By Tim Barnes-Clay, Only Motors Car Reviews & Features Editor

Motorway Madness: How many of us in Britain stick rigidly to the maximum motorway speed of 70 miles an hour? I mean, come on, 70? The limit was introduced in 1965 when that was fast for the average jalopy.

That’s why I think the threshold should be raised to at least 80 miles per hour. But the do-gooders reckon there’ll be road safety implications, including drivers having less time to react at higher speeds. In my opinion, that’s madness. Most of us have been driving at nearer 80 than 70 for years anyway.

In 1965 – nearly half a century ago – cars just weren’t as safe as today’s vehicles. Think about it: the technical leaps since then have been immense; the Government didn’t even require seatbelts to be fitted to new cars until 1967. Then look at all the crash test research; the improvements to braking and steering systems, not to mention the mass introduction of airbags in the 1990s and the electronic driver aids fitted to even the smallest of cars these days. The fact is the modern motor is almost certainly 100 per cent safer than any car made in 1965 and far more qualified to handle 70 miles per hour.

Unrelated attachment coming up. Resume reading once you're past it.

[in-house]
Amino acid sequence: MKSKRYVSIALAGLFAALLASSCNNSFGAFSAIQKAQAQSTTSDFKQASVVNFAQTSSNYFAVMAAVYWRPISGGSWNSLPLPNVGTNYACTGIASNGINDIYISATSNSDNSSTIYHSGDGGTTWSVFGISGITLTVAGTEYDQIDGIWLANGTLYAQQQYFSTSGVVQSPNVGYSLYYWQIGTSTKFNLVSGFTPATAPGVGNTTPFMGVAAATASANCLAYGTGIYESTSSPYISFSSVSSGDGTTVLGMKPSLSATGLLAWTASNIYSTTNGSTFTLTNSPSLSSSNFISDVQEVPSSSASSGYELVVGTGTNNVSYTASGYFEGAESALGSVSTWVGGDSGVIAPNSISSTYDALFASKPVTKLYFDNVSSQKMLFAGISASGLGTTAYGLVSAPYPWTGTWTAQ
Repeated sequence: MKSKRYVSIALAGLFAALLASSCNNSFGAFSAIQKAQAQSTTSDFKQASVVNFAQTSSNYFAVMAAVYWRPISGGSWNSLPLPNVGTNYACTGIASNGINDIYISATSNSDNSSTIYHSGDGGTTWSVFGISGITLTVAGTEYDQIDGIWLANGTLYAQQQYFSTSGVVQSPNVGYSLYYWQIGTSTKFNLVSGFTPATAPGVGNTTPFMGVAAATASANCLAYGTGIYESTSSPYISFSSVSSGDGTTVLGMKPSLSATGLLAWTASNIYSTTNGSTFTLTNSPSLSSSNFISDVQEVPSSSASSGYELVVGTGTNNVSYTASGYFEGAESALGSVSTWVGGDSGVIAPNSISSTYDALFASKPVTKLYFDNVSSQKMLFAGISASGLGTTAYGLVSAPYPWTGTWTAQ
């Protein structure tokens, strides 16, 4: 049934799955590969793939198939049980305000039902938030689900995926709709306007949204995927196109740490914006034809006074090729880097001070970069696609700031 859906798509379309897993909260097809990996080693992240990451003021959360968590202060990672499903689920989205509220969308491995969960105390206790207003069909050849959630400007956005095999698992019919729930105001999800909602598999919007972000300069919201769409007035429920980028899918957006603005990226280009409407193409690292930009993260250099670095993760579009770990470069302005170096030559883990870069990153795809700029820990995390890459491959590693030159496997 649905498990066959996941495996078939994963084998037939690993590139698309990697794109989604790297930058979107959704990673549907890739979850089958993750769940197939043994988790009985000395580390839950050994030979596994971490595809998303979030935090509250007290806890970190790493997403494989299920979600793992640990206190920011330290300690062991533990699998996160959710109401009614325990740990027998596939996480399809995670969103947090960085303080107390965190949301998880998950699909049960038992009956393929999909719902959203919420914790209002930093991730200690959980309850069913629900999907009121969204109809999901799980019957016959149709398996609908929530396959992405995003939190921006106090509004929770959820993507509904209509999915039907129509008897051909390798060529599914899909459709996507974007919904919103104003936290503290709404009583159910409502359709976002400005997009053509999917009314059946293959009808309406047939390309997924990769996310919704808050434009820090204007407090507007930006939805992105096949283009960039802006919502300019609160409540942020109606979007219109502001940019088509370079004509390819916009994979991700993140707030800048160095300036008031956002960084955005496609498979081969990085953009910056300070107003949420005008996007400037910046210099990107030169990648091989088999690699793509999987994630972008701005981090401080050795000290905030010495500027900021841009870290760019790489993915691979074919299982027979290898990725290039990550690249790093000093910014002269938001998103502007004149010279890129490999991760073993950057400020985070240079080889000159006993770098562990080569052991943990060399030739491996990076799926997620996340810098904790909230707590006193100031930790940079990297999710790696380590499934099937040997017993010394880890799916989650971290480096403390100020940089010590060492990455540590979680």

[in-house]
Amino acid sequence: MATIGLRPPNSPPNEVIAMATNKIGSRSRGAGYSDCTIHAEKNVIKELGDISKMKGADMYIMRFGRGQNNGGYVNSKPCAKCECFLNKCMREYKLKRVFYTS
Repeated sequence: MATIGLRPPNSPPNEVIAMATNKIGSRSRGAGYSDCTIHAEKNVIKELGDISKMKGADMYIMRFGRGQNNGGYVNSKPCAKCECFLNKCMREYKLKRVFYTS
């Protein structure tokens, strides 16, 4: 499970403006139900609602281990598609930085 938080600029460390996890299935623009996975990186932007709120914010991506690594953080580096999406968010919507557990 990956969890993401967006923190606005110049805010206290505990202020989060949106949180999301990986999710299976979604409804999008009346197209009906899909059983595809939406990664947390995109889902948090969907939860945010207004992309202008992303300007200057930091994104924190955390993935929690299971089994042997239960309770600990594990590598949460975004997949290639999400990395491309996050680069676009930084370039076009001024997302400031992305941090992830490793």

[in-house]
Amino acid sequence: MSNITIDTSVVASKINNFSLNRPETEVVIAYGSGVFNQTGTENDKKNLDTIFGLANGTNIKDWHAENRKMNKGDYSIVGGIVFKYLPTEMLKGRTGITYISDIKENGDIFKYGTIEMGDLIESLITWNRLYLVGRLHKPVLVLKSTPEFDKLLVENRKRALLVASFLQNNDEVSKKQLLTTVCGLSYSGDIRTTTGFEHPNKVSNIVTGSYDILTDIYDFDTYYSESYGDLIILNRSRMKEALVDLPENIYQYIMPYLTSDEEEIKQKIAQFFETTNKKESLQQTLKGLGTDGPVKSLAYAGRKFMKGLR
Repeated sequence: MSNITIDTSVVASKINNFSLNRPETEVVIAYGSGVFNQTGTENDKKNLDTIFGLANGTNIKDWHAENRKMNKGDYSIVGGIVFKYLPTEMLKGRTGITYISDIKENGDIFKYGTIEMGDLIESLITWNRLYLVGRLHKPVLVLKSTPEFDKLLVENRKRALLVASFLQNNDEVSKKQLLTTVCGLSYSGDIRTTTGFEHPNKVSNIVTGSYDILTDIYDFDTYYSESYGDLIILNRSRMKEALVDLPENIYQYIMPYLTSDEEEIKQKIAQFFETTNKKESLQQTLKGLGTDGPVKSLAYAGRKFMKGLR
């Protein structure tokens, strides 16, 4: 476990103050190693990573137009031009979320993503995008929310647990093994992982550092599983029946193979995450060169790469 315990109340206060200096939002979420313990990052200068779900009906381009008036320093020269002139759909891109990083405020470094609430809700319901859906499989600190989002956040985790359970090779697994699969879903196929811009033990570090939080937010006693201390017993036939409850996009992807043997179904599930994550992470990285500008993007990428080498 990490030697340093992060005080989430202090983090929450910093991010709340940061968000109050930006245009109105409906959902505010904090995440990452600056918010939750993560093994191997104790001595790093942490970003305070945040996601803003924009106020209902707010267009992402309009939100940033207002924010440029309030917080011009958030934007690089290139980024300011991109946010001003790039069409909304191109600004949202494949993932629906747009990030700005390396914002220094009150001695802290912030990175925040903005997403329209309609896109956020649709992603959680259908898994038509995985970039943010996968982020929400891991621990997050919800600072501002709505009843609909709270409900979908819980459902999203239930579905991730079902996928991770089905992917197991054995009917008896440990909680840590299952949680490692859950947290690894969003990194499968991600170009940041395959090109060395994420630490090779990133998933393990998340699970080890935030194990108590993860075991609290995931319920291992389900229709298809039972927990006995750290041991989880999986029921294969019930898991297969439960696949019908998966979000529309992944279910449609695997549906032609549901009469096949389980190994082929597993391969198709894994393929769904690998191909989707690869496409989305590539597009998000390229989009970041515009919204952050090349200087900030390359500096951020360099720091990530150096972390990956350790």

All right, the roads are busier, but what do you expect? The population of Great Britain and Northern Ireland was only about 53 million in 1965 compared with nearly 62 million people today. Indeed, motorways are amongst the safest roads in the country and it’s well recognised that the UK has the safest stretches of road in Europe.

I think it’s about time the government stopped pinching millions of pounds from the public purse to splash cash on speed cameras which enforce unduly low speed limits.

Listen, I’m not saying that road safety in the UK can’t be improved, but the way to accomplish that is obviously to congratulate motorists for being the safest in Europe. Punishing drivers with an unremitting succession of speeding fines is certainly no pat on the back.

Hiking the motorway speed limit may, at the very least, go some way towards recognising that British drivers need to be cut some serious slack.